Marketing strategies have long involved a spread trade that buys or sells a nearby futures while establishing an opposing position in a deferred contract. CSOs allow the spread to be established with just one option purchase.
Grain elevators can use these options to hedge stored grain, and farmers can use them to hedge grain in storage or in the field. But the biggest users might be big commercial buyers of grain.
“Crops are harvested just once a year, but processors need their grain deliveries spread out across the calendar. Futures prices are used to help allocate that crop across the entire year – but not without risk,” says Seamon. “Now with these new CSOs, processors or any one else exposed to that calendar risk can utilize an options strategy to help hedge that risk.”
“Traders call VIX a measure of interest in the market.”
Calendar spread options combine a traditional two-futures buy/sell spread into a single option trade. And as an option buyer, you have no margin calls.
Bean-corn ratio option
Another new product is the soybean-corn ratio option. If corn is $7 and soybeans are $14, for example, the soybean-corn ratio is 2.
With this new option, you can bet on whether that ratio will widen or narrow. It doesn't matter whether prices generally go up or down, your bet is on the spread between corn and soybean prices.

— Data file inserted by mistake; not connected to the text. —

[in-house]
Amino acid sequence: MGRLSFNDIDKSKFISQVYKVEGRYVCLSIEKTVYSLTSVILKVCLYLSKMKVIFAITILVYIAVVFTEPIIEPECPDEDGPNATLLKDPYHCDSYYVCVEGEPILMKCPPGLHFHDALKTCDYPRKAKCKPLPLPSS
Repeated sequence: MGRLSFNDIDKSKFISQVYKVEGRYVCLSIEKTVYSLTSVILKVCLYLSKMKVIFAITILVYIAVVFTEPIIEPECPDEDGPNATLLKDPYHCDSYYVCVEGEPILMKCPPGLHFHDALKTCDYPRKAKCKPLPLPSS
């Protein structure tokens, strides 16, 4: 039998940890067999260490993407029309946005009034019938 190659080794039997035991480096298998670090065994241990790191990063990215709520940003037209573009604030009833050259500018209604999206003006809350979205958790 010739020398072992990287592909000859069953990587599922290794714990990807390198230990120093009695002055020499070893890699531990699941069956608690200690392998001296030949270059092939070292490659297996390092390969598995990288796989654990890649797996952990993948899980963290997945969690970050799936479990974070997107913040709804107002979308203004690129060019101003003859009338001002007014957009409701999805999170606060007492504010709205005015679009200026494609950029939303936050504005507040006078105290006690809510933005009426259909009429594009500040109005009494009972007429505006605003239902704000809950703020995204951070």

Seamon expects activity in these options to pick up in the winter and spring when corn and soybeans are competing for acres.
VIX index tracks volatility of corn and soybeans
The Exchange has begun computing a VIX volatility index for corn and soybeans. This is a general volatility measure of the corn and soybean markets, based largely on the implied volatility for individual option contracts.
Each option has its own implied volatility, and VIX is computed by combining those individual measures.
Traders call VIX a measure of interest in the market. If there's a lot of volatility, it can suggest that there's a lot of fear and uncertainty in the market.
If volatility is low, it suggests complacency among market participants. Some advisers suggest that when fear or complacency reaches its extremes, the mood is about to shift. VIX allows for measuring those moods.
Corn and soybean futures/options begin trading at 9:30 a.m. each weekday. Based on that trade, the Exchange starts computing VIX at 9:45 a.m. and updates it every 15 seconds.
Seamon says the CME is looking at developing a wheat VIX, and it's possible that the Exchange may develop tradeable VIX contracts for these grains.
DDG futures help both ethanol and livestock
In April 2010, in an attempt to serve primarily the ethanol and livestock industries, the CME launched a futures contract consisting of 100 tons of dried distillers' grain (DDG).
The contract calls for a minimum 26% protein and 8% fat, and a maximum 12% fiber and 11.5% moisture. Deliveries are based on prices at Chicago and Council Bluffs in western Iowa.
To serve the ethanol and energy industries, the CME also has a 29,000-gallon ethanol futures contract. The contract equals roughly one railcar of denatured fuel-type ethanol.
By Andre Stephenson